With their know-how and business skills combined, their wines have won several awards–including a gold medal for the Bartlett Pear Liqueur from the Finger Lakes International Wine Competition, and a silver medal for the Pear Brandy from the Riverside International Wine Competition.
From Corporate to Connoisseur
Jennifer McCloud, who foundedChrysalis Vineyardsin Middleburg, Virginia, knows the value of having a niche. McCloud chose to have her winery in Virginia–and not Napa–for one reason:
“We have the world’s largest planting of this vine and are involved in restoration of this really heirloom gem,” she says. “I’d rather make the best Norton than the world’s 40th best Merlot.”
This is serial entrepreneur McCloud’s 14th business venture. McCloud was in the software business before purchasing her bucolic 412-acre spread that is a hop from downtown Washington, DC.
She employs 25 to 40 people each year, and devotes 71-plus acres to produce 15 wines, using grapes that include the indigenous American Norton, as well as the French Viognier. She faced a number of hurdles in her new venture, not the least of which was adjusting to the slower pace of the country life.
To get her wine business on a success track required “motivating people to accomplish what’s needed to move forward,” says McCloud, who believes that the speed with which you can accomplish your goals determines the power of the company.
McCloud is also making a positive impact on the environment through “new” agriculture, in a place that used to be a powerhouse of commodity production for Virginia (wheat, corn and dairy).
Born from a Book
When a sudden divorce turned Deborah Brenner’s life upside-down, she began to reflect on the course of her life.
“The divorce was my catalyst,” says Brenner, who left her job as a successful marketing and business development executive for a high-end manufacturer. “I knew I couldn’t find a better balance for my life and career without getting off the treadmill of working in my daily job.”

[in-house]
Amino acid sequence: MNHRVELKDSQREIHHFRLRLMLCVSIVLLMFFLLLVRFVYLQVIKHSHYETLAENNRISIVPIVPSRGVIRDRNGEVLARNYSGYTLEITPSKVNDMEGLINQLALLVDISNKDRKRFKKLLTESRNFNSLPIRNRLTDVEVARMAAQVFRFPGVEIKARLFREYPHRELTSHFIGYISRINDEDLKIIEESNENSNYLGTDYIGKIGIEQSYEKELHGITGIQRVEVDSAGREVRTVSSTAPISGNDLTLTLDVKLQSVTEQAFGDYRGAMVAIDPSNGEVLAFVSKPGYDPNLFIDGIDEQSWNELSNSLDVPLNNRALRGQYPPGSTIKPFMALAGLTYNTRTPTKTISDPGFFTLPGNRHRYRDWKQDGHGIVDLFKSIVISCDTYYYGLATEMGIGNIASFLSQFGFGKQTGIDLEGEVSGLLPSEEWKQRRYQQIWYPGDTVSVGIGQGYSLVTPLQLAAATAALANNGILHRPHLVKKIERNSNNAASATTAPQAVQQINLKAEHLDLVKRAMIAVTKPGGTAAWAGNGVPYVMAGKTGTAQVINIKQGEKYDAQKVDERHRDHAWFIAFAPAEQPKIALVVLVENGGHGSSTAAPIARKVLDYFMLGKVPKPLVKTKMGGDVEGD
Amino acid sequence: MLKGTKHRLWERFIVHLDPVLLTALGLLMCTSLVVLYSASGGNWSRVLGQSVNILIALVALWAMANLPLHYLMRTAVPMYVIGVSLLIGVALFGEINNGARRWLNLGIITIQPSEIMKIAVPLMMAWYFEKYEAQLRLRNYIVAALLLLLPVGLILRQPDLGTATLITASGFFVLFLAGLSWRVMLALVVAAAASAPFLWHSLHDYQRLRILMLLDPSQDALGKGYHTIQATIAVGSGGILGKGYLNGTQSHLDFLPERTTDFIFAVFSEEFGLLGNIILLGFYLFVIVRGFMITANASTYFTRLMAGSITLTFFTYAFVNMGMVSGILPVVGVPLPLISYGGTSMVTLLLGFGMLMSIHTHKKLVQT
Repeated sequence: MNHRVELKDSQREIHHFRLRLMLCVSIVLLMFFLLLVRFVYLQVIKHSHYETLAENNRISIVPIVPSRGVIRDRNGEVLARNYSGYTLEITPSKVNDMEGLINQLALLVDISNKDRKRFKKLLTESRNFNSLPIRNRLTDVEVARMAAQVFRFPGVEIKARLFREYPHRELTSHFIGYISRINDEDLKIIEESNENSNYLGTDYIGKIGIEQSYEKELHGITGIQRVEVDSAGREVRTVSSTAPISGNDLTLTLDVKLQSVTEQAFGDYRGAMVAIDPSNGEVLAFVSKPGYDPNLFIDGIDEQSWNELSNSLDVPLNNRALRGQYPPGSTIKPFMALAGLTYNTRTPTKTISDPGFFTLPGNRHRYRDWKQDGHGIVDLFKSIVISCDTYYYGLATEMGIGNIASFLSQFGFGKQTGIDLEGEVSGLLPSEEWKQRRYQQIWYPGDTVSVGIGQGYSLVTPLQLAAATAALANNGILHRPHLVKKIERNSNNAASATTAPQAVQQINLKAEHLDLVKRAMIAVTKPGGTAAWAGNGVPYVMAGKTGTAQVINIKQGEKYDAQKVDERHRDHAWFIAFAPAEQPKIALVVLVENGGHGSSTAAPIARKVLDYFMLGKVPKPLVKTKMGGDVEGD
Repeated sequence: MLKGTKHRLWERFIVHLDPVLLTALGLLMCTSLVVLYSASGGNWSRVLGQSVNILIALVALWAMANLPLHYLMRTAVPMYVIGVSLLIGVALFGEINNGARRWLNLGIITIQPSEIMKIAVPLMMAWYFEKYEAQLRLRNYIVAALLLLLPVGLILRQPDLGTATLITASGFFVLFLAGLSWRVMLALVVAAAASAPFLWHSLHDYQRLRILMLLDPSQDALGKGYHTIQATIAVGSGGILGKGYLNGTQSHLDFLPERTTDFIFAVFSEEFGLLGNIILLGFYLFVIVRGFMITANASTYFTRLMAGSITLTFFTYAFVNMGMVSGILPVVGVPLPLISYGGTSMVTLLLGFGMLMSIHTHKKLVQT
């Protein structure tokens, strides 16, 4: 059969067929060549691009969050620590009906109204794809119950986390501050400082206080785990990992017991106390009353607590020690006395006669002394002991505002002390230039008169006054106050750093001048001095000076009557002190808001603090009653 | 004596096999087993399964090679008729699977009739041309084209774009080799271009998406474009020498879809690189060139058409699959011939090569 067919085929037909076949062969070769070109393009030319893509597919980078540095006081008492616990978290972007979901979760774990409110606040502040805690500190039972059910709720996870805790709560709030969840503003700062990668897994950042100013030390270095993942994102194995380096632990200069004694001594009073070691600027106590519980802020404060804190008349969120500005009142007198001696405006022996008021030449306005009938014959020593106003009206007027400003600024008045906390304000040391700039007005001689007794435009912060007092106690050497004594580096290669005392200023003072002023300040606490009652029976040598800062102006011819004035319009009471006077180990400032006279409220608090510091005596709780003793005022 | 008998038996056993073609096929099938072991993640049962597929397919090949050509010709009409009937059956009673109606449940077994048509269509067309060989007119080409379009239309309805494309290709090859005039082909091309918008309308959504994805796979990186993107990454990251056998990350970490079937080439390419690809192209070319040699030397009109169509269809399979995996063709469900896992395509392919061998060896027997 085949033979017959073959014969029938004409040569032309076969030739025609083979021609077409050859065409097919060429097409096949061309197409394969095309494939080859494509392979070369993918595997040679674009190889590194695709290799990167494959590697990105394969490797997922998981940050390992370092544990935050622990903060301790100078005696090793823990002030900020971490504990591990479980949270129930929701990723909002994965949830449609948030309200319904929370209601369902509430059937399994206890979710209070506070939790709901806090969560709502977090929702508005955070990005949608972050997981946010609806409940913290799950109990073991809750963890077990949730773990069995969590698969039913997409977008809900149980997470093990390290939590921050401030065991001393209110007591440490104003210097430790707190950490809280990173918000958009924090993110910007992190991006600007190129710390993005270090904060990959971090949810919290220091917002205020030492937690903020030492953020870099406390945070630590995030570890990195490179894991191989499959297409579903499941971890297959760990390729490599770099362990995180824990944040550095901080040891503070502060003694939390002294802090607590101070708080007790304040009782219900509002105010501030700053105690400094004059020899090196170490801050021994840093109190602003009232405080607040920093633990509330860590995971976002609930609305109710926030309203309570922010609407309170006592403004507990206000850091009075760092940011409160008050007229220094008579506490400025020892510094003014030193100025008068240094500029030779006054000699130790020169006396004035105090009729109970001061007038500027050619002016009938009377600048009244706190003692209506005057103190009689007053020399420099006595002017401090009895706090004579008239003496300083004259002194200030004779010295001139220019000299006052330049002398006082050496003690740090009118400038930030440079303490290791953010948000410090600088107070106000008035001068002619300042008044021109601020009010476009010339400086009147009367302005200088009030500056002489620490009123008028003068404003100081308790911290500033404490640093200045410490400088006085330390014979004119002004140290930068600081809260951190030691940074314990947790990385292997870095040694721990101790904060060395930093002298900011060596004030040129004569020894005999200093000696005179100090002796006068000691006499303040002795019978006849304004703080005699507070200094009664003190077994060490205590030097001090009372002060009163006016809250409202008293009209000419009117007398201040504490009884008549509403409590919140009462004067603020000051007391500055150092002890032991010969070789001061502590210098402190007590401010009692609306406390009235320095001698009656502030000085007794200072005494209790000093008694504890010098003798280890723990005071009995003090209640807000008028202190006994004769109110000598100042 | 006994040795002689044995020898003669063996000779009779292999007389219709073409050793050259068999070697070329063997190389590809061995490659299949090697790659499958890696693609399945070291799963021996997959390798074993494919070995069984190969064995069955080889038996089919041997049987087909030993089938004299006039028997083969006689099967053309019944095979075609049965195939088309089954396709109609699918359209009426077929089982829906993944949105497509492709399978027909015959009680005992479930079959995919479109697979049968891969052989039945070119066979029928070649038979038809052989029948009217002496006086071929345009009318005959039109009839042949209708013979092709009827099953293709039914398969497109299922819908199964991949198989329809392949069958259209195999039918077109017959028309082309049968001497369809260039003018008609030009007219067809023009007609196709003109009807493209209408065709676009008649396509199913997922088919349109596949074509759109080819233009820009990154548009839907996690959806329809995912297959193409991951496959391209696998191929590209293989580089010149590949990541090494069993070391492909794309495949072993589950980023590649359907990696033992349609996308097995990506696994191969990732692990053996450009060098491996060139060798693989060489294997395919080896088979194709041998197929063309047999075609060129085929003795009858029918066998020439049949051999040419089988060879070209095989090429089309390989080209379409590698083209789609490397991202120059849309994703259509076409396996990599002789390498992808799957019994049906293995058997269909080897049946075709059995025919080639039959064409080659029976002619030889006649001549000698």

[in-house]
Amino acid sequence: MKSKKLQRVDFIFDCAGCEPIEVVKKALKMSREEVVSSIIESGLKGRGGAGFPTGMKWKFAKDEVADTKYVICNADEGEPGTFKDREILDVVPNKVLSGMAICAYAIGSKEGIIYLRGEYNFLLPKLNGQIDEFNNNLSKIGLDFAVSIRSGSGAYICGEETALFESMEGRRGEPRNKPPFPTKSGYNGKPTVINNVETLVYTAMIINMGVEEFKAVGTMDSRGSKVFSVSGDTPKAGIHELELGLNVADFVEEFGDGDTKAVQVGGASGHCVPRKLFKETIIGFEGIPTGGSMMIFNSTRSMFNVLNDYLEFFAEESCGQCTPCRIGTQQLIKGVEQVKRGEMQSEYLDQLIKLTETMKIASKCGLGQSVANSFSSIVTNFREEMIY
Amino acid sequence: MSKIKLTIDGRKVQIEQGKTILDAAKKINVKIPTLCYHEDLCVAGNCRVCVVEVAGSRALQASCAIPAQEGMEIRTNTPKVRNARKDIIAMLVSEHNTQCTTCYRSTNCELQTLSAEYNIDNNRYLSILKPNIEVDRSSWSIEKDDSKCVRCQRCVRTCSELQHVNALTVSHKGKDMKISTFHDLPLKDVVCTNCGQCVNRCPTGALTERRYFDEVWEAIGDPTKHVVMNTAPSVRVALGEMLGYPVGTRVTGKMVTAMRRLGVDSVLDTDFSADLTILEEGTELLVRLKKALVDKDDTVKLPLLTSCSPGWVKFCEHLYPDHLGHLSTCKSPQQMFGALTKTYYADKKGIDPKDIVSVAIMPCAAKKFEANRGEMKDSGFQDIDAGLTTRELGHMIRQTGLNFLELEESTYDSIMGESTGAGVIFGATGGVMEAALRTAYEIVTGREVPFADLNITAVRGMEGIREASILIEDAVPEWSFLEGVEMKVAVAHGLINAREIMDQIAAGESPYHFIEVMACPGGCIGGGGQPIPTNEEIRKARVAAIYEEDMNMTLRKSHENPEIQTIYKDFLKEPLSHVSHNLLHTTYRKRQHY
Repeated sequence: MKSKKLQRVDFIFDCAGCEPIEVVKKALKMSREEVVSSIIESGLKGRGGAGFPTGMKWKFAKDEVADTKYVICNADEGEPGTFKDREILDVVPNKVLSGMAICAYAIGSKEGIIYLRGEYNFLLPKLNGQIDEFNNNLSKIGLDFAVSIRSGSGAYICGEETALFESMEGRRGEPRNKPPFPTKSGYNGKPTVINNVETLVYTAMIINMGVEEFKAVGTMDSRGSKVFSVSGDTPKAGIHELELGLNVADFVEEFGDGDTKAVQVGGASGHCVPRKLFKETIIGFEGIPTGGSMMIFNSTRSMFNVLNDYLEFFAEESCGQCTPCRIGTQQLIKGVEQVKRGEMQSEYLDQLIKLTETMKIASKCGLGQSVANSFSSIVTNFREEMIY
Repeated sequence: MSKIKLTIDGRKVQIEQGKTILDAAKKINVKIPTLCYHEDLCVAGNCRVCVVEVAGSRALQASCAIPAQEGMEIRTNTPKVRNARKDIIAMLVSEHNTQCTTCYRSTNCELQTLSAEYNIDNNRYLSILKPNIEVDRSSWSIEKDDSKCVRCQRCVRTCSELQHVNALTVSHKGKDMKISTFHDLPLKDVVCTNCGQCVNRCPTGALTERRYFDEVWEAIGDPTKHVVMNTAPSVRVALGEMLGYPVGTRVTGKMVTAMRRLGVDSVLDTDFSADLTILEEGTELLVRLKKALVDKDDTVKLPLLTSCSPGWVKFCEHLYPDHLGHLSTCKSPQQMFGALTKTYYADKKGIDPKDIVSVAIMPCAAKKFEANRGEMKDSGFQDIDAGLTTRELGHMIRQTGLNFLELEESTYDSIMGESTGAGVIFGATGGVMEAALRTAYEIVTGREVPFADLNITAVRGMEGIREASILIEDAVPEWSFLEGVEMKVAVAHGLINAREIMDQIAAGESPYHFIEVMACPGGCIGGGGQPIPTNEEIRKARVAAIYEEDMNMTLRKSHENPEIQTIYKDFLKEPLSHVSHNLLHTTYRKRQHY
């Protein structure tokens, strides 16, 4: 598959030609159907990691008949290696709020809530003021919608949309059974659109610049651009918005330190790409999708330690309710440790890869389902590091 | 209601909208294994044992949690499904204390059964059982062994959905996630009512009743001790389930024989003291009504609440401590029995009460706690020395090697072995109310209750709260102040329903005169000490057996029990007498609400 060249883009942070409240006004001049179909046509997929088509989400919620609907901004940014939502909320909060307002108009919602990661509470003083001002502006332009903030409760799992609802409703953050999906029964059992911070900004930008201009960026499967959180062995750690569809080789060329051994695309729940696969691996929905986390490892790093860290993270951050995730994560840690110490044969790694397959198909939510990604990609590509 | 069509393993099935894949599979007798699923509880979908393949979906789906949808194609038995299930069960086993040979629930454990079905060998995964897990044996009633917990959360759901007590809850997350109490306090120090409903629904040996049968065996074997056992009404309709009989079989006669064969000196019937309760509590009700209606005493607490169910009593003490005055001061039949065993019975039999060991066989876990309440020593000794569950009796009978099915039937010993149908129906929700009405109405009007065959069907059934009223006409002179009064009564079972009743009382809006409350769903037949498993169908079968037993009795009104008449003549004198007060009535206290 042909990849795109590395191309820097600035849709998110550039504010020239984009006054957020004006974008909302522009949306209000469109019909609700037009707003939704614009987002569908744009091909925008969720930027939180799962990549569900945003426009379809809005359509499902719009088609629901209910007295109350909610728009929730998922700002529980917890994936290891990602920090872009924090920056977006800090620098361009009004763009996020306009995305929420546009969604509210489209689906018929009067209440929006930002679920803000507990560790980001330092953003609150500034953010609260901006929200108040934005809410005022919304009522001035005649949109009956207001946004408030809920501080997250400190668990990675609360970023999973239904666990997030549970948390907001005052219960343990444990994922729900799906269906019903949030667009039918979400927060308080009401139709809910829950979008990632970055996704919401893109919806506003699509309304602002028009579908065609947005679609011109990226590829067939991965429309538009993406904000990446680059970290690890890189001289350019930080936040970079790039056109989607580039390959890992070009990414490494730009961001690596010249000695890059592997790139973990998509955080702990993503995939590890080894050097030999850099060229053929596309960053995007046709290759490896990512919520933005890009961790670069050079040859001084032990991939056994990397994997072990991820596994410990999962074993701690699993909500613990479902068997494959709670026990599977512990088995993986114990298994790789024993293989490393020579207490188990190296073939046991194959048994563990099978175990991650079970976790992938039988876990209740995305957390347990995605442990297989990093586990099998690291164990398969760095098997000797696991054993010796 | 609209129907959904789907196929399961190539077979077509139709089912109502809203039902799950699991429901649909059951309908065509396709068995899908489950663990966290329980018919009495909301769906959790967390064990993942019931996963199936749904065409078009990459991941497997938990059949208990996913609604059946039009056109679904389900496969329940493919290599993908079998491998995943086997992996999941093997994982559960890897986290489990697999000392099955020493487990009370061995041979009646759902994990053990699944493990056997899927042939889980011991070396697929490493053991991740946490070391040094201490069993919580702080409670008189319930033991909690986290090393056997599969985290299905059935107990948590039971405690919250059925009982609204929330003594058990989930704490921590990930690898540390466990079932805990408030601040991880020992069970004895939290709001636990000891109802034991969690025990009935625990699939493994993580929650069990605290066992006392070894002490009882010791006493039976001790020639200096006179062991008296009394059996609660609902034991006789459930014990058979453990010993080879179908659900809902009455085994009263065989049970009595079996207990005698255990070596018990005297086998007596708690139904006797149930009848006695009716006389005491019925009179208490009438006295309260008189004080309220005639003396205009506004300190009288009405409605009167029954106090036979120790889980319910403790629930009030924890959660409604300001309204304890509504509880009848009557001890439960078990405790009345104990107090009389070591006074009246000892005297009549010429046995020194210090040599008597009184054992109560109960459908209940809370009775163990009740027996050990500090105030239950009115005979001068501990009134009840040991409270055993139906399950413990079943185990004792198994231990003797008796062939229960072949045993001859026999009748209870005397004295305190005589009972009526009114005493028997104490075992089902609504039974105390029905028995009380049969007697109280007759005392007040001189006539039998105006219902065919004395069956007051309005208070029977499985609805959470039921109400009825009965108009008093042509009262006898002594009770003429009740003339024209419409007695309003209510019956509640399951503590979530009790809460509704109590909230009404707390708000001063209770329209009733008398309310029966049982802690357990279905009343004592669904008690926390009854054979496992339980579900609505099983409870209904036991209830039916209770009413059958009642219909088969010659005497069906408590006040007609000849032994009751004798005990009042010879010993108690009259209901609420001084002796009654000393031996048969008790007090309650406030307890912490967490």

A passion for food and wine led to a trip to the Napa Valley and a fortuitous lunch with Karen Cakebread, from Cakebread Cellars. According to Brenner, their conversation covered a lot of ground, including their similarity: working in traditionally male-dominated industries.
Curiosity and her journalism education prompted Brenner to do more research on women in the winemaking business. The idea for Women of the Vine was born, and Brenner was soon trekking to California to interview passionate (and famous) winemaking women entrepreneurs.
In the process, Brenner realized that along with the book, she could champion women in wine more directly by going into the wine business herself, so the Women of the Vine Cellars label was born.
At first Brenner thought she’d buy wines from women and just sell them. Then the idea evolved to be a part of the creative process, to produce what Brenner calls “art gallery winemaking,” through limited productions of several handcrafted wines, using the talents of various artisan women winemakers.
Unlike the winemakers who live on or close to the winery they run, Brenner works from home in Rockland County, New York.
So whether you have deep pockets for the significant investment needed to buy or establish a fully functioning winery, an interest in developing a niche product or a passion for putting your label on a regionally- produced product, these hardy oenophile entrepreneurs have proven it can be done within a variety of business models.